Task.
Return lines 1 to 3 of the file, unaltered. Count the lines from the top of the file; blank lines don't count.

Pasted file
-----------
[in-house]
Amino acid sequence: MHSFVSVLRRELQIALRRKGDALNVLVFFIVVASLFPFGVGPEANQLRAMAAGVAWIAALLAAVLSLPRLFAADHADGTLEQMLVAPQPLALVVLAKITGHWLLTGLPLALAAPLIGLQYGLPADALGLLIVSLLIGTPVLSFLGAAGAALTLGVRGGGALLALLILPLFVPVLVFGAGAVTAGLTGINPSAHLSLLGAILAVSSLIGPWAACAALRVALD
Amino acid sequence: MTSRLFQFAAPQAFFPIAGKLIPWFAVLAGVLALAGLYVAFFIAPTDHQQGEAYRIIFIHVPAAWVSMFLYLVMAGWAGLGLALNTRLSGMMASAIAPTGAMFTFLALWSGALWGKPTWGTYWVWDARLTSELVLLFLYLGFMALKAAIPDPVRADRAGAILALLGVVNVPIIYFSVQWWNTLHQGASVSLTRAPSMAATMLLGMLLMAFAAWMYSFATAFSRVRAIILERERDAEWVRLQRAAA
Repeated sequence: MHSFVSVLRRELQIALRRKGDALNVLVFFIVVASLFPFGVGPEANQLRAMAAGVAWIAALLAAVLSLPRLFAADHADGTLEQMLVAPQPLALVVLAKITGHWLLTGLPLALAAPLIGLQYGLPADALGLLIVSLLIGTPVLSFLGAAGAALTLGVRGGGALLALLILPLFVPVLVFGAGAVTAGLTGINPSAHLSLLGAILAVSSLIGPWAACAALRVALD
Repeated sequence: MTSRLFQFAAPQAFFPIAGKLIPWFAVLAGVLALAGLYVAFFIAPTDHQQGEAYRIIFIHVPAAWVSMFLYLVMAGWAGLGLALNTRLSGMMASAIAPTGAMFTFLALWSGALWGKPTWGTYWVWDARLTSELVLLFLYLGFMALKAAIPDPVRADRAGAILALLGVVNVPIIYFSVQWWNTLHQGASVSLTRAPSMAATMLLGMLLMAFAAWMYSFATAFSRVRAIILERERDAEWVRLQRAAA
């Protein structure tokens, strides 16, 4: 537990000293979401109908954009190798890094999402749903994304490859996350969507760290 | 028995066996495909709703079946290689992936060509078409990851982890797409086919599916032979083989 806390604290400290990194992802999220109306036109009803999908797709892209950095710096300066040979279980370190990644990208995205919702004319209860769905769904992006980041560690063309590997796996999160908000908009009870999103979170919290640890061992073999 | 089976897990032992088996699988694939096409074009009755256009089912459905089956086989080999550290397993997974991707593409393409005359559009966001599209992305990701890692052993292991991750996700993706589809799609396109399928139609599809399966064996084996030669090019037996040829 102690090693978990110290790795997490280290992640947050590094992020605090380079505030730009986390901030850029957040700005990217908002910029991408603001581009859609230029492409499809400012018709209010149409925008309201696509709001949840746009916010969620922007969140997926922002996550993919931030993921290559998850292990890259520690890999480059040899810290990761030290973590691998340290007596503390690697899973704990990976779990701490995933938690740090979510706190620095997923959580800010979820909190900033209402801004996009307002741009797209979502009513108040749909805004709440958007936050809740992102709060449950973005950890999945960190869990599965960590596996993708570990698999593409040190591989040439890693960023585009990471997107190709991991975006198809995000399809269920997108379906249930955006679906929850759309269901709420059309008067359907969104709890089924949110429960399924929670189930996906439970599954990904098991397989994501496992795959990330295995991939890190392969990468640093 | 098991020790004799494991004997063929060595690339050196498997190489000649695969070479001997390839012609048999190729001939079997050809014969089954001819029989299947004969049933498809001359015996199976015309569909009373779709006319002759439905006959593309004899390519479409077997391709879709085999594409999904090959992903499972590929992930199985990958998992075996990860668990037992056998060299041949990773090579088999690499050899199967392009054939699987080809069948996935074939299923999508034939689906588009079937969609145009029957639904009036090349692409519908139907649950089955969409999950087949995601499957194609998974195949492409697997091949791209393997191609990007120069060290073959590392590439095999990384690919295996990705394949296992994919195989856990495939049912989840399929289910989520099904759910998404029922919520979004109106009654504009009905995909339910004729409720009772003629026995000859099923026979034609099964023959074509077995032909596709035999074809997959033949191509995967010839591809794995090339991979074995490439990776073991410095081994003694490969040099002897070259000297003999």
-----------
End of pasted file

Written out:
[in-house]
Amino acid sequence: MHSFVSVLRRELQIALRRKGDALNVLVFFIVVASLFPFGVGPEANQLRAMAAGVAWIAALLAAVLSLPRLFAADHADGTLEQMLVAPQPLALVVLAKITGHWLLTGLPLALAAPLIGLQYGLPADALGLLIVSLLIGTPVLSFLGAAGAALTLGVRGGGALLALLILPLFVPVLVFGAGAVTAGLTGINPSAHLSLLGAILAVSSLIGPWAACAALRVALD
Amino acid sequence: MTSRLFQFAAPQAFFPIAGKLIPWFAVLAGVLALAGLYVAFFIAPTDHQQGEAYRIIFIHVPAAWVSMFLYLVMAGWAGLGLALNTRLSGMMASAIAPTGAMFTFLALWSGALWGKPTWGTYWVWDARLTSELVLLFLYLGFMALKAAIPDPVRADRAGAILALLGVVNVPIIYFSVQWWNTLHQGASVSLTRAPSMAATMLLGMLLMAFAAWMYSFATAFSRVRAIILERERDAEWVRLQRAAA